Internally, one needs to think of the nose as an A-framed house with the middle partition (the septum) dividing it into equal parts. Unfortunately, often this middle partition is not straight. If it is deviated, widened, or thickened, it results in airway obstruction. This is the so-called “deviated septum”. The lining of the nose is not straight. There are three projections on each side of the nose called turbinates. They provide more of a surface area for the nose to perform its functions. The function of the nose is to warm the air, increase humidification of air, and filter out impurities. The turbinates can become enlarged abnormally due to trauma or inhalation allergies. If they enlarge too greatly, they can obstruct the ostia drainage passages from the sinuses. This results in sinus headaches or infections. Many times the turbinates will swell at night when one is reclined. Mouth breathing, snoring, sore throats in the morning, chronic nasal congestion, posterior nasal drainage, nose bleeds (epistaxis) can all be signs of nasal deformity which may be decreased or eliminated with nasal surgery. (consider placing a table listing the common nasal symptoms).
All surgical incisions are made inside the nose. On occasion, an incision is made at the base of the nose or at the base of the nostrils. However, this is rarely done and these incisions are usually undetectable when fully healed.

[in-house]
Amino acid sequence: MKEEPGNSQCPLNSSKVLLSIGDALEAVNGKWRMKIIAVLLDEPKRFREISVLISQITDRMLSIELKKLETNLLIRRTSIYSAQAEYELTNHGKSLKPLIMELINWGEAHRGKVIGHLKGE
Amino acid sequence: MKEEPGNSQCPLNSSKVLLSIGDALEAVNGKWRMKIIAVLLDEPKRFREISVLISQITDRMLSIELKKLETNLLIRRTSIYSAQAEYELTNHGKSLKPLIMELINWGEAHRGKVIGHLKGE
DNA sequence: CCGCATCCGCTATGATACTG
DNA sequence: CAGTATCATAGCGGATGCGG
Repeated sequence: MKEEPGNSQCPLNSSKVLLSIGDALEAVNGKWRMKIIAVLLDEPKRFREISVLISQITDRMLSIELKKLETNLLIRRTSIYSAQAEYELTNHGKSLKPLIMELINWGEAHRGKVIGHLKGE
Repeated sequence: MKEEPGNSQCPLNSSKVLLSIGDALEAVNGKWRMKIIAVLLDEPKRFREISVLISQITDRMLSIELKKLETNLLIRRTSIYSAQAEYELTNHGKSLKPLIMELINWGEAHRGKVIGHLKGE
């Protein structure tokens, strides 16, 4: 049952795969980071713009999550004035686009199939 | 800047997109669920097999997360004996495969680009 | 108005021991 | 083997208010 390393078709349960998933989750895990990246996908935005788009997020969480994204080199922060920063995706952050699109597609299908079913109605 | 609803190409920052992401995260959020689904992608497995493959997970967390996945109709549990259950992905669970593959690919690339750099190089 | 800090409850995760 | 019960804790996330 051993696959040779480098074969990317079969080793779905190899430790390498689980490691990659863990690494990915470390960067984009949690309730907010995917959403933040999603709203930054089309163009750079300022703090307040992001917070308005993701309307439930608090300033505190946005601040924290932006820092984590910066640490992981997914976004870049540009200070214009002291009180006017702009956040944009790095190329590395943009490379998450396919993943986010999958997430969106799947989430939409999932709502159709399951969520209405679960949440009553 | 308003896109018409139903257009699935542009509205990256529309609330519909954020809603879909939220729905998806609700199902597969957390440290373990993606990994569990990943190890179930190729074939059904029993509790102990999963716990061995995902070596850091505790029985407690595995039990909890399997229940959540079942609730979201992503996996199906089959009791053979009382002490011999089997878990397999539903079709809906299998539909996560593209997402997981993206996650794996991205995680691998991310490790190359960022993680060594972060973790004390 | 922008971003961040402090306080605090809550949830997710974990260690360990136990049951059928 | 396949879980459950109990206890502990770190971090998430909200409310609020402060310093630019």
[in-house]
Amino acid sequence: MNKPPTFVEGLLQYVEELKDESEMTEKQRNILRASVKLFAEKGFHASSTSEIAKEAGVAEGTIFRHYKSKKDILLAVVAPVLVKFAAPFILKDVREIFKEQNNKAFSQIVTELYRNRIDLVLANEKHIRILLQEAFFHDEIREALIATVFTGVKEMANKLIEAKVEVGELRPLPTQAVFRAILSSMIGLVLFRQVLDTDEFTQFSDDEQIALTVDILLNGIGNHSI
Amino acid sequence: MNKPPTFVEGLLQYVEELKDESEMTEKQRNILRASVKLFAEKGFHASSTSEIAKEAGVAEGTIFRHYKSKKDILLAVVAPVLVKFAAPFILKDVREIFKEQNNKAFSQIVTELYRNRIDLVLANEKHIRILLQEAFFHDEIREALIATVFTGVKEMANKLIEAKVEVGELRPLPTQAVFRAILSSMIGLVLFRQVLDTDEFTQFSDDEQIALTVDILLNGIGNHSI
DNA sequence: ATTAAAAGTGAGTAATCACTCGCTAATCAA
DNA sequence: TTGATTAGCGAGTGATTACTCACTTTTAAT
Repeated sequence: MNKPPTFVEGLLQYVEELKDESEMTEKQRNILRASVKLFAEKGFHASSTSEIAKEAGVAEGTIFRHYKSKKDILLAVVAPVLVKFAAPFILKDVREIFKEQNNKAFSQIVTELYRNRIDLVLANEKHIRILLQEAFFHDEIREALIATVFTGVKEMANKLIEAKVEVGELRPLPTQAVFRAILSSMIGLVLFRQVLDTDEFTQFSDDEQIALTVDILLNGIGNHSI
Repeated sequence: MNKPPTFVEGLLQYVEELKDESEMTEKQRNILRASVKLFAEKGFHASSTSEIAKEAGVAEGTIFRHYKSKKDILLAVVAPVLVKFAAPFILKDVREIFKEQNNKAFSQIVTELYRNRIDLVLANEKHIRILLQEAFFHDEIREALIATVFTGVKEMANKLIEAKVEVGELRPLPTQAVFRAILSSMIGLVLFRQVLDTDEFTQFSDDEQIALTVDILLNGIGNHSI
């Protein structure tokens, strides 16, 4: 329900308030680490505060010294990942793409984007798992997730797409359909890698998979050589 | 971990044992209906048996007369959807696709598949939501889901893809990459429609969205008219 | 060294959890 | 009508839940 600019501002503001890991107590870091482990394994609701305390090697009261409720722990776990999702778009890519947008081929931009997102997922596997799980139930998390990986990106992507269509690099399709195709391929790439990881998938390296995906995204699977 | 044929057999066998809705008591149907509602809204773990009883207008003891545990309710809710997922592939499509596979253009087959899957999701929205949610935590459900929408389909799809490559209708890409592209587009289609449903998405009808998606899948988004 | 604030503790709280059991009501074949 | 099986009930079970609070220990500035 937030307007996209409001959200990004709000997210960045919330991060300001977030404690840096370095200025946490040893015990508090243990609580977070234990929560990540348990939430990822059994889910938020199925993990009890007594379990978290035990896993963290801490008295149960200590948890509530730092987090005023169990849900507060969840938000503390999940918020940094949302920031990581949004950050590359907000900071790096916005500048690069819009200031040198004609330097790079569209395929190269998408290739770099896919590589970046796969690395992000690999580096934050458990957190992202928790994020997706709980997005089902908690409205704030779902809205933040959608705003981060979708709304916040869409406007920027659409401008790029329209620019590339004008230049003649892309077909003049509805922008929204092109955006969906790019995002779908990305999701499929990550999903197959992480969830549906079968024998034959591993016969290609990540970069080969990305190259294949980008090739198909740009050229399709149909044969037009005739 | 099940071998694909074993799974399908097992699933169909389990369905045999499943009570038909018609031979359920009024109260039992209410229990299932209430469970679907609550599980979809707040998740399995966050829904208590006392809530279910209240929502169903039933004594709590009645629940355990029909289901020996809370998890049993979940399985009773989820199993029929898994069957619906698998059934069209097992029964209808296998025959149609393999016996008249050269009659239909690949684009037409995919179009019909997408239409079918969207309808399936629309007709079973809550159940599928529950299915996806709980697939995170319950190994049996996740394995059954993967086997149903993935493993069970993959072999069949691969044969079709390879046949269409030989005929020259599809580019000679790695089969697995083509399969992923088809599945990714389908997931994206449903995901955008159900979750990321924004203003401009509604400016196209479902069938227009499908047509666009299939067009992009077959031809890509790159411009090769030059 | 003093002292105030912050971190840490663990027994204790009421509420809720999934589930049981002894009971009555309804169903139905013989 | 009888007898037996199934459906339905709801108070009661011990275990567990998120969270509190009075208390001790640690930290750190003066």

The mucosal lining over the septum is elevated using special instruments. The deformity and irregularity of bones and cartilage are identified and the bones and cartilage are repositioned to improve the nasal airway. In most cases, “packing” the nose following surgery can be avoided by using dissolvable suture which precisely reposition tissues. While this technique may be more difficult than packing the nose, it is much more accurate. It also avoids the pain and pressure associated with packing and the pain of having packing removed. Through small incisions made inside the nose, the external abnormalities can be contoured. Small instruments are used to make incisions in the bones and cartilage to reshape enlarged or twisted structures. Special dressings are used to remold and reshape the nose. Dissolvable sutures are used to close the incisions so no sutures have to be removed. A nasal dressing of tan colored tape and a metal splint are worn for approximately one week to help mold the bones and cartilage into the desired shape.